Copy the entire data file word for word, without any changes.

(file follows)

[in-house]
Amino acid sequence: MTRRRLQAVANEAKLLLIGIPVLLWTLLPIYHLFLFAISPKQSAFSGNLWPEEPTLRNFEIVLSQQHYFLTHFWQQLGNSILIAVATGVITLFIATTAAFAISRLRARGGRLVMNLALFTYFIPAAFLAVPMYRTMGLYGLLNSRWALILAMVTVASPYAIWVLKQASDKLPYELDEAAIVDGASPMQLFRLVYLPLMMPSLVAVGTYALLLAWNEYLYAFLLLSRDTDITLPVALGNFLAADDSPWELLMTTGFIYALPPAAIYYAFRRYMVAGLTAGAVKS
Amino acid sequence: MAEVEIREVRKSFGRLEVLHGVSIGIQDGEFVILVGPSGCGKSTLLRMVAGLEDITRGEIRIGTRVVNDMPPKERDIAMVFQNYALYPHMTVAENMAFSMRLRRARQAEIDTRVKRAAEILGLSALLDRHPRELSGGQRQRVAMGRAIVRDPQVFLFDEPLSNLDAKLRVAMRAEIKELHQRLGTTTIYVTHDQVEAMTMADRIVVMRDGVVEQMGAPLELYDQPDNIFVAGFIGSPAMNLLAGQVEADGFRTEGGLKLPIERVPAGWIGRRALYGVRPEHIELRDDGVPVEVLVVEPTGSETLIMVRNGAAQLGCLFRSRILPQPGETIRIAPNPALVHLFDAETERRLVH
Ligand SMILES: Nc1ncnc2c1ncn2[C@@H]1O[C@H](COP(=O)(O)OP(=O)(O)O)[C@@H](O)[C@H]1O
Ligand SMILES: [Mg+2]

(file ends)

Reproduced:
[in-house]
Amino acid sequence: MTRRRLQAVANEAKLLLIGIPVLLWTLLPIYHLFLFAISPKQSAFSGNLWPEEPTLRNFEIVLSQQHYFLTHFWQQLGNSILIAVATGVITLFIATTAAFAISRLRARGGRLVMNLALFTYFIPAAFLAVPMYRTMGLYGLLNSRWALILAMVTVASPYAIWVLKQASDKLPYELDEAAIVDGASPMQLFRLVYLPLMMPSLVAVGTYALLLAWNEYLYAFLLLSRDTDITLPVALGNFLAADDSPWELLMTTGFIYALPPAAIYYAFRRYMVAGLTAGAVKS
Amino acid sequence: MAEVEIREVRKSFGRLEVLHGVSIGIQDGEFVILVGPSGCGKSTLLRMVAGLEDITRGEIRIGTRVVNDMPPKERDIAMVFQNYALYPHMTVAENMAFSMRLRRARQAEIDTRVKRAAEILGLSALLDRHPRELSGGQRQRVAMGRAIVRDPQVFLFDEPLSNLDAKLRVAMRAEIKELHQRLGTTTIYVTHDQVEAMTMADRIVVMRDGVVEQMGAPLELYDQPDNIFVAGFIGSPAMNLLAGQVEADGFRTEGGLKLPIERVPAGWIGRRALYGVRPEHIELRDDGVPVEVLVVEPTGSETLIMVRNGAAQLGCLFRSRILPQPGETIRIAPNPALVHLFDAETERRLVH
Ligand SMILES: Nc1ncnc2c1ncn2[C@@H]1O[C@H](COP(=O)(O)OP(=O)(O)O)[C@@H](O)[C@H]1O
Ligand SMILES: [Mg+2]